Today, the Office of Management and Budget is releasing annual Government-wide data on improper payments.
Before digging into the numbers, it’s important to note that most improper payments are not fraudulent and not all represent a monetary loss to taxpayers. There are many scenarios that can lead to an improper payment, including overpayments, underpayments, or even payments made to the right recipient in the right amount but not in strict adherence to policies and procedures. If an agency can’t confirm whether a particular payment was made properly at the time that it is performing its improper payment review, the entire payment is determined to be unknown and counts toward the improper payment rate—even if only a fraction of the payment is ultimately found to have been made improperly. And even in cases where improper payments are subsequently recovered, they are still counted as improper.
The new data we are releasing today shows that the improper payment rate, including unknown payments, in FY 2022 meaningfully declined—from 7.2% to 5.1%—even as a number of new programs, including pandemic relief programs, reported for the first time. This decrease is an important step in the right direction and reflects ongoing work OMB has been leading with Federal agencies to improve payment integrity, including to implement the Payment Integrity Information Act of 2019. But our work isn’t finished—and the data makes clear that Federal agencies have more to do to drive down improper payments in both newer and long-standing programs.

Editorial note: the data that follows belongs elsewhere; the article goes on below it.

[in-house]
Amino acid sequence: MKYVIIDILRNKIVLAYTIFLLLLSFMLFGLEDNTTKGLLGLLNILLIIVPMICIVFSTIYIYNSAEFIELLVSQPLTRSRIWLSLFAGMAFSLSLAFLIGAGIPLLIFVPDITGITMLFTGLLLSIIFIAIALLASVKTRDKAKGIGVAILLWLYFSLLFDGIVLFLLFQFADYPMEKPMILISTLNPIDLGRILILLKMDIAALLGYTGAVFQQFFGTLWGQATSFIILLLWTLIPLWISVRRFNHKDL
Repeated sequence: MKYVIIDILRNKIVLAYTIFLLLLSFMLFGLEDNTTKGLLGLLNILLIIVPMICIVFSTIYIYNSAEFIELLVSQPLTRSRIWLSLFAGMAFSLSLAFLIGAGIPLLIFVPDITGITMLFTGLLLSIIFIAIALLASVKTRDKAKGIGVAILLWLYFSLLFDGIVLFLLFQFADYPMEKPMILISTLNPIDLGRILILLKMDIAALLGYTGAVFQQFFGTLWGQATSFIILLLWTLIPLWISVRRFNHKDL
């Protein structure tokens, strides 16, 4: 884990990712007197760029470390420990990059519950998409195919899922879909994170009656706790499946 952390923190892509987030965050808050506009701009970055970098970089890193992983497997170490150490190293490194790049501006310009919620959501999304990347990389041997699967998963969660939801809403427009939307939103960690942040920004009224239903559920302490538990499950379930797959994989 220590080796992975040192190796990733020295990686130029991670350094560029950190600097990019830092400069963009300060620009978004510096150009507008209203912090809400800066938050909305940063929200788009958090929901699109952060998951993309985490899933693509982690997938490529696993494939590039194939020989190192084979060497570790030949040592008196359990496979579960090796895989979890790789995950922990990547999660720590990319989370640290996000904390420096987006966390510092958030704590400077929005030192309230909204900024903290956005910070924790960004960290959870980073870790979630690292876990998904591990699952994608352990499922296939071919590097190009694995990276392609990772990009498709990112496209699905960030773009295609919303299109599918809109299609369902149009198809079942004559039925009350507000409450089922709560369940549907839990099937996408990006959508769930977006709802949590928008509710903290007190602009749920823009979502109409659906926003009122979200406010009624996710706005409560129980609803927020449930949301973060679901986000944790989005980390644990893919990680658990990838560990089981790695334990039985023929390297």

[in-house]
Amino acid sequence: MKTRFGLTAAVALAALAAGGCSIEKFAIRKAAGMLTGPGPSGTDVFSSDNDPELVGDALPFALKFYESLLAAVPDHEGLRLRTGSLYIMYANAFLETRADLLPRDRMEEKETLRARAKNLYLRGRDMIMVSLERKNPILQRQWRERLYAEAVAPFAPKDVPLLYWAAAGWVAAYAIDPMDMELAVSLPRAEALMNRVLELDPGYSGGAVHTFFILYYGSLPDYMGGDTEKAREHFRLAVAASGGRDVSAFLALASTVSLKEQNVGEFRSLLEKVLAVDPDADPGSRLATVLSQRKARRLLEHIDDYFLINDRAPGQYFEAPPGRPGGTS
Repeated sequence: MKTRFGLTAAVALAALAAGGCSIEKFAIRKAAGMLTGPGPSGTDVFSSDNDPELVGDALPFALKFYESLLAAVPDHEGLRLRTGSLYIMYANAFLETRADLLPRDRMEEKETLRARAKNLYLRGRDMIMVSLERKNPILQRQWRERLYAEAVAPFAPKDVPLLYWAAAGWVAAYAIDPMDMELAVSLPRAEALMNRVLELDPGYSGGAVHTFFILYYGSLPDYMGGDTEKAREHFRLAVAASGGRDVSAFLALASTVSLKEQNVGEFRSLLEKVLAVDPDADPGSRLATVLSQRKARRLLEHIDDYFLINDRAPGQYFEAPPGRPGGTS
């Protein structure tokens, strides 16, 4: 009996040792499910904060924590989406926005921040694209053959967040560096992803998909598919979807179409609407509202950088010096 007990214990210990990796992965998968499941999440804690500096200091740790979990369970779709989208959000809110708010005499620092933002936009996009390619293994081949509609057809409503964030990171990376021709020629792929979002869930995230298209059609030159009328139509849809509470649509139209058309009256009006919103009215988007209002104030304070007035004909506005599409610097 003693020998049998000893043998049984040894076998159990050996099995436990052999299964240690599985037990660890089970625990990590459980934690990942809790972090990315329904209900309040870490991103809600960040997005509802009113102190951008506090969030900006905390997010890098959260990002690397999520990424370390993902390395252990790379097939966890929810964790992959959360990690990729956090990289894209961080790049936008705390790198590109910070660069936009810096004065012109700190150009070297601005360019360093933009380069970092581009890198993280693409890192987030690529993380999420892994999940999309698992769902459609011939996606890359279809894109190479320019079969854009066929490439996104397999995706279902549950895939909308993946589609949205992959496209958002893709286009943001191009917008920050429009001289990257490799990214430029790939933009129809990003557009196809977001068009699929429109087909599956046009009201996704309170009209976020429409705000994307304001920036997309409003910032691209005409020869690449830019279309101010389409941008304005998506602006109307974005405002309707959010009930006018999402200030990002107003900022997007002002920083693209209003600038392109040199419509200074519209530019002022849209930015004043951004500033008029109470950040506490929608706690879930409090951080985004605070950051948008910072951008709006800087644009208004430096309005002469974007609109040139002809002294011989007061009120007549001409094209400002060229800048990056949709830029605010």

Consider one example: Federal-State Unemployment Insurance (UI), one of the largest programs contributing to the Government-wide rate. Even though UI saw a $59 billion decrease in improper payments, it also experienced a small increase in the improper payment rate. That increase is a direct result of the continuing and compounding effects the pandemic has had on state UI administration. States’ UI departments have had to work through large pandemic-driven backlogs, while simultaneously reimposing work search requirements that were waived at the beginning of the pandemic and addressing slower responses from employers for important eligibility information. At the same time state UI administrators are dealing with these issues, an outdated funding formula has led to inadequate administrative funding for state workforce agencies, which exacerbates their staffing and talent challenges over time. The President’s Budget has called for updating this funding formula to better support adequate administration of State programs by strengthening their ability to carry out their critical functions and consistently meet evolving workload demands.